After years of hype building up and information trickling out, the PlayStation VR finally released. It’s been in the wild for roughly a month now, but has 2016 been a successful year for the fletching virtual reality system or are things already looking grim?
One thing the PSVR did have was a strong launch lineup. Exclusives like Batman Arkham VR, RIGS: Mechanized Combat League, Battlezone, and Driveclub VR all offered incredibly different experiences. No one launch title stood out as a must have, but it was a strong lineup of exclusive and non-exclusive games nonetheless. PS VR was initially touted as the system’s equivalent of Wii Sports, giving players a variety of small, demo-like activities to mess around in to get a feel for VR.
RIGS is certainly a highlight of the library. The game is a frantic, first person multiplayer game that puts players in the cockpit of a heavily armed mech and throws them in an arena to fight it out in what might be one of the most bombastic vide game sports in recent memory.
A more recent release is Eagle Flight. Set in a post-apocalyptic Paris that has been reclaimed by wildlife and nature, players take control of a majestic eagle as it soars above the city, engages in hectic races and battles for control of the skies against other birds of prey. Moving your head changes the direction the eagle flies, making flying seem like it’s second nature.
But the hardware doesn’t only support exclusively VR games. Several games have been released that include the option to play in virtual reality. Playing titles like Rez Infinite in VR completely changes the experience. The game’s abstract virtual space becomes all-encompassing, fully immersing the player in the fast-paced shooting and bizarre visuals. The same can be said for other titles that packed in an additional VR mode like Rise of the Tomb Raider’s VR exploration mode, and another way to enjoy the weirdness that is 100 Ft Robot Golf.
There is a nice balance of action, puzzle, and strange alternative games on offer. Some of these titles could have been put on the PS4 without VR support and have been just fine, but it’s the addition of the new technology that truly sets them apart. Moving around in a beautifully rendered 3D space and manipulating objects with the move wands adds a level of immersion that games have been striving to attain for years.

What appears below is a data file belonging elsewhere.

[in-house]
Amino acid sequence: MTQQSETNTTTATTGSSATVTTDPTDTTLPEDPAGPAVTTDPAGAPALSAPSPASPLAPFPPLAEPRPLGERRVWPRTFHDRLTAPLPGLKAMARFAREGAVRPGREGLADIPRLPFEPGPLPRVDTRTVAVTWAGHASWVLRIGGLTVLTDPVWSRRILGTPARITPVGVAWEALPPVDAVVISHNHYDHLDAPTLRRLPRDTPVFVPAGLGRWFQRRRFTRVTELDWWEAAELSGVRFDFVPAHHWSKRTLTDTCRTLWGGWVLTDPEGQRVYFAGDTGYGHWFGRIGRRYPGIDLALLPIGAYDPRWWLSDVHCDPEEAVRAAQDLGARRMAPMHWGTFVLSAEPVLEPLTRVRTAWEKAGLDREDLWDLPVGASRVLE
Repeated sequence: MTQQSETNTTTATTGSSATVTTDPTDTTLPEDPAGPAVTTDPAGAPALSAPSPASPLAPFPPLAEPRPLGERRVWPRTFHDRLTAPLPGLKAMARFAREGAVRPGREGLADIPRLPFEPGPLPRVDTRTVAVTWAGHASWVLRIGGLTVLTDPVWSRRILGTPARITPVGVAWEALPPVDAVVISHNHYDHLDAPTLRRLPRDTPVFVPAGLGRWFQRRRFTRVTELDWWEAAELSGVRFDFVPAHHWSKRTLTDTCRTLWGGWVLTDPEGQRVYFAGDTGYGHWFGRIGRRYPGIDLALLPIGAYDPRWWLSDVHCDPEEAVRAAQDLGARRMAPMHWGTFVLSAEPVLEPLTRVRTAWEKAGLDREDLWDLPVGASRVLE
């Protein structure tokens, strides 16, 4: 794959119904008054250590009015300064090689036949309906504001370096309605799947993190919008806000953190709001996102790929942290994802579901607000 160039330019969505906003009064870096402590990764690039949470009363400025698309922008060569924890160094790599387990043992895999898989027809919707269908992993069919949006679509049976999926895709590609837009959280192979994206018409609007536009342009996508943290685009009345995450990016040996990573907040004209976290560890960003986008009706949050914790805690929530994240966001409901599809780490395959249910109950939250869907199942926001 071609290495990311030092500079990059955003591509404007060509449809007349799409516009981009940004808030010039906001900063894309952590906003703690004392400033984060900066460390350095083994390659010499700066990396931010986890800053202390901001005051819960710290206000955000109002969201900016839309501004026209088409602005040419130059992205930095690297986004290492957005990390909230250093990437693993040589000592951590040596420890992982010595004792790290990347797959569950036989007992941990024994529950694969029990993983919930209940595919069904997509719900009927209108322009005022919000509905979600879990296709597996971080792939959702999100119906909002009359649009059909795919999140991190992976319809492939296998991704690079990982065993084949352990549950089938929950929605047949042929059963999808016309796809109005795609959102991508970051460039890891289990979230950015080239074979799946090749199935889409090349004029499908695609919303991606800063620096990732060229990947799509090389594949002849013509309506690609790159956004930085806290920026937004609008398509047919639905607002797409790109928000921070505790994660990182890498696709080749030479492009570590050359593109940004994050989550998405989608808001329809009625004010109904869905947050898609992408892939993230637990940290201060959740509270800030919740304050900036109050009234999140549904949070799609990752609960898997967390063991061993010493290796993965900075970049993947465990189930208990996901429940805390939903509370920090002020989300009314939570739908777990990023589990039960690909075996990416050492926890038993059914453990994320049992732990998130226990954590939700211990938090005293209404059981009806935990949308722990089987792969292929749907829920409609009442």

The PS VR is a good start to what will hopefully become a major part of the PlayStation brand. Developers are still figuring out how to create fantastic experiences in VR, but the first slate of games is still great.
The marketing has pushed the idea of entering other worlds, entering the game even further than a controller and flat screen allow you to. There’s no easy way to show the games themselves as they will appear in VR, so the in-game footage was interspersed with people wearing VR headsets looking around in wonder. It isn’t the best marketing strategy, but it does the job of communicating what the system is to the general public. The immersion is clearly expressed and the sense of excitement that comes with a new, revolutionary new product is also apparent.
We don’t know how this paid off, though. No sales numbers have been released just yet. But analyst reports are suggesting that as many as 1.4 million units may have been sold in 2016. This isn’t too surprising, given that there are more than 45 million PS4s in the world. They only increased this install base with the PS4 Pro. This massive install base is another reason that Sony could take this gamble.
It hasn’t paid off just yet, but as developers figure out how to develop fantastic VR games and create experiences that rival those that use traditional means of play, the games exclusive to the PS VR will start to bring in more and more players.
It hasn’t been out for long, but 2016 was a good starting point for the PlayStation VR. The marketing clearly defined what the product is; the price makes it affordable to many more consumers, and the diverse lineup of games offers different experiences from the main PS4 catalog. The PlayStation VR still has a long way to go, but it’s off to a good start. All that’s left is to see what 2017 holds.